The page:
Mental Illness Awareness Week 2014 continues. The week means slightly different things to different people (as in specific awareness, the attitude behind the desire for awareness, etc.) To me, it means something relatively simple. It means looking at people in a new way, leading to a new understanding of them as human beings. Mental illness happens to be part, just part, of who they/we are. Awareness of the whole package brings understanding of the whole person. Keep reading »

Managing an anxiety disorder is a bit like navigating a minefield. There are safe places to step and there are dangerous places to step. The trick to navigating a minefield successfully is to not step on any mines, which is made easier by being able to detect where the mines are buried. The trick to navigating anxiety is much the same. Avoid the anxiety and/or panic attack by knowing how to avoid the triggers.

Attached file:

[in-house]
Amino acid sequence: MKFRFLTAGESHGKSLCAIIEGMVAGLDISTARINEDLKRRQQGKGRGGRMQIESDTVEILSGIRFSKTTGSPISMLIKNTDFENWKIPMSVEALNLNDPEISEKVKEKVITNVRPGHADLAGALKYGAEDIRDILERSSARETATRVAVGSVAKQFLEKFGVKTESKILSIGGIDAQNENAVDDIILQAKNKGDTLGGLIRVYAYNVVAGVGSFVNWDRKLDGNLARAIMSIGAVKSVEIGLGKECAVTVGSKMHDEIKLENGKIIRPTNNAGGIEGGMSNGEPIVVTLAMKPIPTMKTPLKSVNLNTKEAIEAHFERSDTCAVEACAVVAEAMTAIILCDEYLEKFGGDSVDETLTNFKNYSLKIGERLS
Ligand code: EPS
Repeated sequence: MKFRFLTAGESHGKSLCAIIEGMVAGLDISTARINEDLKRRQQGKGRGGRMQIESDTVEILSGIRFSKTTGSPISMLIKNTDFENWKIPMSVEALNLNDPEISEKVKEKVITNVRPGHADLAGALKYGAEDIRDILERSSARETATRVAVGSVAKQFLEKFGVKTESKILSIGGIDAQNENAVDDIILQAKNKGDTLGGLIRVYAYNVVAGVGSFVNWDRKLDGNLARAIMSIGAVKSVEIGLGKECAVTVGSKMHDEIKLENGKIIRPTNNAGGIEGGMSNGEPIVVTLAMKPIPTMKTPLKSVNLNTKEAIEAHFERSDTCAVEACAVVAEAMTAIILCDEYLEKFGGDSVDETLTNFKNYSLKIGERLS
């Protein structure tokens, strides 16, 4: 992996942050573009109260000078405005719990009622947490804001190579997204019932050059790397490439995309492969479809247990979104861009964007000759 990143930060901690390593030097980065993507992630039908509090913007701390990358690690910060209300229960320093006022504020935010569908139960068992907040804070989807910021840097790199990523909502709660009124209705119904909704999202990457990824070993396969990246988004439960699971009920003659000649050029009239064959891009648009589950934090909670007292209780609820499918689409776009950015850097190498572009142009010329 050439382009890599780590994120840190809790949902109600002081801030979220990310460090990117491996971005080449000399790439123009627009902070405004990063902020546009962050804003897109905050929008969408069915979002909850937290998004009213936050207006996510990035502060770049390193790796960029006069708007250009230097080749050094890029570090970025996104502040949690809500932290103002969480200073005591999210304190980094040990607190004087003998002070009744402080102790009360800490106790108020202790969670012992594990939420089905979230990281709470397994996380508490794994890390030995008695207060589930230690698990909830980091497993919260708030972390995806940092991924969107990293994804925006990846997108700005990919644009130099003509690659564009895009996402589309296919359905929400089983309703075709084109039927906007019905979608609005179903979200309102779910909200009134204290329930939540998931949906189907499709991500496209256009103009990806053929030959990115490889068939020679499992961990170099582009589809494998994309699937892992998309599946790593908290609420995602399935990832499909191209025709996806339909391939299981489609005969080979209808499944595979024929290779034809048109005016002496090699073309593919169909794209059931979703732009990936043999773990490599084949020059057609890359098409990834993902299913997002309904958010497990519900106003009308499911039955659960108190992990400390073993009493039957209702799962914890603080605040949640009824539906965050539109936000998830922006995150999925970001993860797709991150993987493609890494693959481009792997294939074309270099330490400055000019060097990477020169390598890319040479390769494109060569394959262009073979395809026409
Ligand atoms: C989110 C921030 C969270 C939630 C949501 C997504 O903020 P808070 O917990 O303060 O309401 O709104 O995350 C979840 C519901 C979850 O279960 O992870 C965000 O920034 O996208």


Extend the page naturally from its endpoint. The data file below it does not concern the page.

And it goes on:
Unlike anxiety, a mine has the decency to only explode once. But it is possible to have anxiety be triggered by the same thing multiple times. If loud noises give you anxiety, they will continue to give you anxiety. If you can avoid loud noises, you’ll be fine.

But what can be done about anxiety triggers that you can’t avoid? What if the only path through the field is to step on the mine?

Keep reading »

I once had a therapist whom I admired, respected, and trusted who observed during a particular session that I have an anxious personality. Hmm. What, I wondered, did that actually mean? Is that better than the anxiety disorders I had previously been diagnosed with? Or was it worse, because “disorder” implies that something can be improved, whereas a personality is just what it is? Of course my anxiety skyrocketed and I set out to discover what personality has to do with anxiety. Keep reading »